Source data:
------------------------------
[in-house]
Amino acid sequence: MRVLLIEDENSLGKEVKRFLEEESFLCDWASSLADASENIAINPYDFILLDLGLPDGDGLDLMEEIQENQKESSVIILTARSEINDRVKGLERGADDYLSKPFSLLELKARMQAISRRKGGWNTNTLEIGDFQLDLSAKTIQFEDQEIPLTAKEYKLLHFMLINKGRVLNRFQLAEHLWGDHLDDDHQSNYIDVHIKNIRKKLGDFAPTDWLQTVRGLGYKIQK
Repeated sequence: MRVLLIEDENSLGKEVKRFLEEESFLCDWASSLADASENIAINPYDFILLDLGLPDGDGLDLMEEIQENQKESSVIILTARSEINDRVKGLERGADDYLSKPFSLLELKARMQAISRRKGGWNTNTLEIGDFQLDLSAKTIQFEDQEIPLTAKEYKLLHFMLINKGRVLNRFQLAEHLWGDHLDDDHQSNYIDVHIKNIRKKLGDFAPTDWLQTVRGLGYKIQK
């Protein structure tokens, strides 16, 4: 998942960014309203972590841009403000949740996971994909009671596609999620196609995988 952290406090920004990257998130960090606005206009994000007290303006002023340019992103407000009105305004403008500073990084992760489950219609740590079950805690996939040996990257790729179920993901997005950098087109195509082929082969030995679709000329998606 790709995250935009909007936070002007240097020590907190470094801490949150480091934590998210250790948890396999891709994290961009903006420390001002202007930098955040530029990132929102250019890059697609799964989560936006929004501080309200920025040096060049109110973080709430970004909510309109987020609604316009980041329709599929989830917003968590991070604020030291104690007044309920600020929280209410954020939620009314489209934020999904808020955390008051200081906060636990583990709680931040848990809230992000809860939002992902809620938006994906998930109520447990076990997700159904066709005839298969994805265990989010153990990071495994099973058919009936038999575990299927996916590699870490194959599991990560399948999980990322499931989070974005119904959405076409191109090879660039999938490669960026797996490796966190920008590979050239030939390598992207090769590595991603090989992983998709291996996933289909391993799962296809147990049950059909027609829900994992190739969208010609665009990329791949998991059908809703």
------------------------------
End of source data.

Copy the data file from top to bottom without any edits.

[in-house]
Amino acid sequence: MRVLLIEDENSLGKEVKRFLEEESFLCDWASSLADASENIAINPYDFILLDLGLPDGDGLDLMEEIQENQKESSVIILTARSEINDRVKGLERGADDYLSKPFSLLELKARMQAISRRKGGWNTNTLEIGDFQLDLSAKTIQFEDQEIPLTAKEYKLLHFMLINKGRVLNRFQLAEHLWGDHLDDDHQSNYIDVHIKNIRKKLGDFAPTDWLQTVRGLGYKIQK
Repeated sequence: MRVLLIEDENSLGKEVKRFLEEESFLCDWASSLADASENIAINPYDFILLDLGLPDGDGLDLMEEIQENQKESSVIILTARSEINDRVKGLERGADDYLSKPFSLLELKARMQAISRRKGGWNTNTLEIGDFQLDLSAKTIQFEDQEIPLTAKEYKLLHFMLINKGRVLNRFQLAEHLWGDHLDDDHQSNYIDVHIKNIRKKLGDFAPTDWLQTVRGLGYKIQK
């Protein structure tokens, strides 16, 4: 998942960014309203972590841009403000949740996971994909009671596609999620196609995988 952290406090920004990257998130960090606005206009994000007290303006002023340019992103407000009105305004403008500073990084992760489950219609740590079950805690996939040996990257790729179920993901997005950098087109195509082929082969030995679709000329998606 790709995250935009909007936070002007240097020590907190470094801490949150480091934590998210250790948890396999891709994290961009903006420390001002202007930098955040530029990132929102250019890059697609799964989560936006929004501080309200920025040096060049109110973080709430970004909510309109987020609604316009980041329709599929989830917003968590991070604020030291104690007044309920600020929280209410954020939620009314489209934020999904808020955390008051200081906060636990583990709680931040848990809230992000809860939002992902809620938006994906998930109520447990076990997700159904066709005839298969994805265990989010153990990071495994099973058919009936038999575990299927996916590699870490194959599991990560399948999980990322499931989070974005119904959405076409191109090879660039999938490669960026797996490796966190920008590979050239030939390598992207090769590595991603090989992983998709291996996933289909391993799962296809147990049950059909027609829900994992190739969208010609665009990329791949998991059908809703």